Medicaid Overhaul Dead, Budget Talks Continue
House and Senate leaders confirmed Sunday what had become increasingly obvious in recent days: The proposed Medicaid overhaul is dead for this year.
“I still believe it is good policy,” said Rep. Denise Grimsley, R-Lake Placid, chairman of the House Health Care budget committee, and an architect of the sweeping House proposal that would push the state’s 2.7 million Medicaid recipients into managed care over the next five years.
“We will just have to bring it back next year,” Grimsley said.
The ambitious Medicaid rewrite faded into history Sunday as budget-writers struggled to conclude budget negotiations. While not having much of an immediate impact on spending, the disputed Medicaid plan stood as an obstacle that needed to be cleared from the budget landscape, lawmakers conceded.
“It’s where we expected it” to end, said Senate budget chief J.D. Alexander, R-Lake Wales.
But even with Medicaid out of the picture, dozens of spending provisions separated House and Senate budget negotiators, with some issues that appeared settled remaining officially open to further talks. And the talks went on – with a 5 p.m. deadline between Alexander and his House counterpart, Rep. David Rivera, R-Miami, scrapped in favor of continued negotiations between the budget leaders.
The pair set midnight Sunday for sending any remaining issues to Senate President Jeff Atwater, R-North Palm Beach, and House Speaker Larry Cretul, R-Ocala. But even that deadline looked fluid – with both budget chairmen conceding they could continue working through Monday.
Budgets will likely have to be on the desks of lawmakers sometime Tuesday to assure an on-time finish to the session Friday.
Meanwhile, budget negotiators Sunday settled a host of issues, including a 7 percent reduction in the state payment rate to hospitals treating indigent patients – a $96 million reduction that followed a $76.7 million cut in payments to nursing homes, and a $39.3 million general revenue reduction for HMOs.
An effort to exempt from the 7 percent cut rural hospitals and St. Petersburg’s All Children’s Hospital and Miami’s Children’s Hospital remained in play between the House and Senate going into Sunday night.
In education, state funding and terms for a revamped Bright Futures scholarship program was approved. The Legislature is moving to increase the SAT requirements for both the top and secondary awards, as lawmakers try to rein-in the cost of the scholarship program which covers tuition for about half of the state’s college students.
Budget negotiators haven’t settled public school financing, but are working to keep per-pupil spending close to its current, $6,866-level. That’s roughly a middle-ground between the House’s proposal to cut school dollars by $52-per-pupil and the Senate looking to boost spending by $38 for each child in a classroom.
The two sides Sunday also agreed to exclude from the budget revenue from the $7.50 saltwater fishing license fee approved just last spring. The fee was expected to be paid by some 120,000 anglers – but drew widespread criticism from Florida’s cane-pole fishing community, leaving lawmakers to push for repeal this year.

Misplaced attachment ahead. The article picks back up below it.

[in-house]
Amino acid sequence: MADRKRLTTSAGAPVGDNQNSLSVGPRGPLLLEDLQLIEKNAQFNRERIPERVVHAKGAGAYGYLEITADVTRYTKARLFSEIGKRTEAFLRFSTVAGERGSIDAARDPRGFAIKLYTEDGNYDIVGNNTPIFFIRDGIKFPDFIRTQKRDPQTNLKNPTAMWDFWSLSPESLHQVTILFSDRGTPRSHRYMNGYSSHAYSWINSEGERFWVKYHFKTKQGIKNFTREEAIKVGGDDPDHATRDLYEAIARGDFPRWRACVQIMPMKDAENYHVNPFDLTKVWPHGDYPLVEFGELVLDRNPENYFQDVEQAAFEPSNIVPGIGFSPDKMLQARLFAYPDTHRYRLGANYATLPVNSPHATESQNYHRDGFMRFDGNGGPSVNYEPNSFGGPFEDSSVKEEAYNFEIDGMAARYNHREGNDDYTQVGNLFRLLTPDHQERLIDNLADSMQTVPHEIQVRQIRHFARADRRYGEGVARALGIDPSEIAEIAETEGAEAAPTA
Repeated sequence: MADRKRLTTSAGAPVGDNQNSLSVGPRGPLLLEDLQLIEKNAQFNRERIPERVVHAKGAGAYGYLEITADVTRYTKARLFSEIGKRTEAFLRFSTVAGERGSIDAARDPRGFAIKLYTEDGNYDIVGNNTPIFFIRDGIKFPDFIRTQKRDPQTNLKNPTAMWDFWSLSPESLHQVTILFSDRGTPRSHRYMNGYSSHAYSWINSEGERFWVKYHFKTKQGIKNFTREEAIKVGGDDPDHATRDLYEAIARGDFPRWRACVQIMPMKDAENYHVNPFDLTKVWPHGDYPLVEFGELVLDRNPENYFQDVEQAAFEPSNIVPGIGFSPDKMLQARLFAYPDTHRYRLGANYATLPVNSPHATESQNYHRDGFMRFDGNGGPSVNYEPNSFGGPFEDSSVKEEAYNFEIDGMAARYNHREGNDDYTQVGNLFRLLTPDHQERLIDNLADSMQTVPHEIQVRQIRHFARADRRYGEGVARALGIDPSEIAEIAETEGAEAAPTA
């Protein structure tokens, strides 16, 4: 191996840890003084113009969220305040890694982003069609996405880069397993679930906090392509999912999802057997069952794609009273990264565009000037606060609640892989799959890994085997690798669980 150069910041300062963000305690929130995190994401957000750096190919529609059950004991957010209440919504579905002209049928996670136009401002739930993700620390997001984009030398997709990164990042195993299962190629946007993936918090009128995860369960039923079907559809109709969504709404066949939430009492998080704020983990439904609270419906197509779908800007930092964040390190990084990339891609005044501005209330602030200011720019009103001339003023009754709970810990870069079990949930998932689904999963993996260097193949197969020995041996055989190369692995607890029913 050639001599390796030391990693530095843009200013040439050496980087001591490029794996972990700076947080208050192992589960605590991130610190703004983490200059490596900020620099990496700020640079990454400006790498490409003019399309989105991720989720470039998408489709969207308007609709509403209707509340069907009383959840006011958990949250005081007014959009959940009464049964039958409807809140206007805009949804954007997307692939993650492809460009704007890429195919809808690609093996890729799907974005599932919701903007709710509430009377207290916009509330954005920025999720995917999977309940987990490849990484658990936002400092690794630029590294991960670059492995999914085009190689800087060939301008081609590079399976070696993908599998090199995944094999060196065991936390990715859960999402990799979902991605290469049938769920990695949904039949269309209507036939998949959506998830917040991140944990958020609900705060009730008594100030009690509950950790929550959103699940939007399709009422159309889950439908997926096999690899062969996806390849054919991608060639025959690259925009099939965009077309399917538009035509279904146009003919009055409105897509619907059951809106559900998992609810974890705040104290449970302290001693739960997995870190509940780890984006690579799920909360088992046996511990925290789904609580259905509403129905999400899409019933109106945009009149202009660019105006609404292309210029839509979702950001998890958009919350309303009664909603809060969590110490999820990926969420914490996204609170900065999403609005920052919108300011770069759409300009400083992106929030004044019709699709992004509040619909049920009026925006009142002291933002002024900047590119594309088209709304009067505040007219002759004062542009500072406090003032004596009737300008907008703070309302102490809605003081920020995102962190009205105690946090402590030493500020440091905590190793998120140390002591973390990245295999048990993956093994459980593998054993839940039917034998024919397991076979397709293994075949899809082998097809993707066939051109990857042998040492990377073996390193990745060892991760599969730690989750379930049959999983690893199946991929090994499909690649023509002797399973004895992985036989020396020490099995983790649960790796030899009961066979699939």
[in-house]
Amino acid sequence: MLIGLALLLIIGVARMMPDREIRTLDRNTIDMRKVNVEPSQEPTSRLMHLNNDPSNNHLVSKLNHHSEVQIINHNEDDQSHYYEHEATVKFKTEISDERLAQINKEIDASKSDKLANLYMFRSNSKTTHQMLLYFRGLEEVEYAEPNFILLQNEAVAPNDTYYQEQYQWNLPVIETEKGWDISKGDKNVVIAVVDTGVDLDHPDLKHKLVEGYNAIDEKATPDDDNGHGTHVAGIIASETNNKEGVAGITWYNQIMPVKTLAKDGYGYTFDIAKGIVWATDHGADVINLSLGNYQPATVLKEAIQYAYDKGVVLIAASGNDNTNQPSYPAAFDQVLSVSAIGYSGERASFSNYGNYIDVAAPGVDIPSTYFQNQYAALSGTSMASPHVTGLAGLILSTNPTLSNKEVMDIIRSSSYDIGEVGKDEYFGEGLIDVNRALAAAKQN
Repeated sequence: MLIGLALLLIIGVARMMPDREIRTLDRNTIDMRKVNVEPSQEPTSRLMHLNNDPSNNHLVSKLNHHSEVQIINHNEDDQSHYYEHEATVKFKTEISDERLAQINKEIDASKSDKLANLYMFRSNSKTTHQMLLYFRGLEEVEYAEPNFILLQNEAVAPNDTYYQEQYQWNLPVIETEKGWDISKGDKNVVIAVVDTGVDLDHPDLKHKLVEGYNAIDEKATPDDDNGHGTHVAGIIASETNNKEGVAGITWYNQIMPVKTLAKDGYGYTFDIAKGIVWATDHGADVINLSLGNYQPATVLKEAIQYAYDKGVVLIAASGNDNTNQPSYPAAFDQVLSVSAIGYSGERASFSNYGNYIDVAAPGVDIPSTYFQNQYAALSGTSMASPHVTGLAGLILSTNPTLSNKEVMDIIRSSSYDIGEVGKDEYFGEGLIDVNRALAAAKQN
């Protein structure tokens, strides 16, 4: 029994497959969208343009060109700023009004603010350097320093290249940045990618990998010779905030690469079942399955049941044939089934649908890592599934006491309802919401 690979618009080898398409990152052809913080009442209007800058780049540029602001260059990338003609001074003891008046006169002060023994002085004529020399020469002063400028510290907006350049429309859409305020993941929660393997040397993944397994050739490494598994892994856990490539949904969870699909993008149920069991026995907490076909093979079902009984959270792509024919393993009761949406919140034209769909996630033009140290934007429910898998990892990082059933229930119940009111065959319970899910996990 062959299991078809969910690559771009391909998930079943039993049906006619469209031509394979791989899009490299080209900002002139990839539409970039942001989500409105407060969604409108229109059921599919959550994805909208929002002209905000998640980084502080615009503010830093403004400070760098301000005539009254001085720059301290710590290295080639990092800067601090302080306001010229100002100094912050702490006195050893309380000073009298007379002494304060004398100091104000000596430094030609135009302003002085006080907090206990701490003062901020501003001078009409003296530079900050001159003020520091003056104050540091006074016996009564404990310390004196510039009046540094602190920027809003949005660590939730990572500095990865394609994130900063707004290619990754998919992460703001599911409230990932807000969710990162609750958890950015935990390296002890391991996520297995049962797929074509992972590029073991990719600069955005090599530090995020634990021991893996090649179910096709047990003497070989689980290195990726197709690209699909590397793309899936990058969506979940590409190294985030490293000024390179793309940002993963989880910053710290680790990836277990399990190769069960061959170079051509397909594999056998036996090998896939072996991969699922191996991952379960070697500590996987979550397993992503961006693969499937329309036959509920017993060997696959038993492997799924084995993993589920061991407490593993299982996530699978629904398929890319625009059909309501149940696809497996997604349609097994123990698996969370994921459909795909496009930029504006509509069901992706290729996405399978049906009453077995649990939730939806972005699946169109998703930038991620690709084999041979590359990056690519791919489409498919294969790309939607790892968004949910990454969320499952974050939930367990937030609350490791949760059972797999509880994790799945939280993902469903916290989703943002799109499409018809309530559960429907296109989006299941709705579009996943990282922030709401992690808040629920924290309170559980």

Even with some areas of agreement, the House and Senate continued to scrap over myriad details with dollars attached and “proviso” language that describes how money must be spent.
The Senate hasn’t surrendered in its effort to give school boards authority to increase property taxes by .25 mills without a voter referendum. The House rejects the idea and has already pushed back the Senate’s bid to build into school budget allocations money from these increased property taxes, which 42 of the state’s 67 counties approved last year.
Sometimes, the disputes took on a personal touch.
Rivera, a candidate for Congress, said the House will not retreat in its push to exclude human stem-cell research from such science carried out at state universities, sending the Senate back to effectively take it or leave it. He also is pushing to include a budget provision that would ban state-sanctioned travel to countries considered a “sponsor of terrorism,” a move similar to legislation he earlier sponsored aimed at banning university travel to Cuba.
While Rivera promoted those measures, Alexander said he was satisfied with budget language that puts the Department of Management Services under the authority of the governor and Cabinet – a heightened level of oversight for a state department he earlier wanted broken apart and scattered among other agencies.
Alexander has turned into a fierce DMS critic after the agency was unable to provide a list of state-owned property. Other budget bills now being advanced require DMS to provide such an inventory no later than Sept. 15 each year.
Alexander also endorsed a budget bill provision that gives the University of South Florida-Polytechnic priority to lease vacant land and buildings at the state’s former G. Pierce Wood mental hospital in DeSoto County. Alexander, a major advocate for USF-Poly in his home Polk County, denied Sunday he was positioning for a branch campus of the school, but instead is looking to help the school obtain new facilities at an underused site.
But the biggest move Sunday – the official end of the Medicaid rewrite -- was in the makings for weeks.
Indeed, the Medicaid proposal was probably doomed when House leaders unveiled the plan with just a scheduled three weeks remaining in the legislative session. The Senate had already approved its own effort to overhaul Medicaid which, although dramatic, paled compared to the House approach.
Neither side worked toward a real consensus, but it wasn’t until Sunday that leaders took the idea off the table.
“You’ve got to start this type of thing early,” said Sen. Durell Peaden, the Senate’s Health and Human Services budget chief. “It’s going to take educating everybody up and down the state to work.”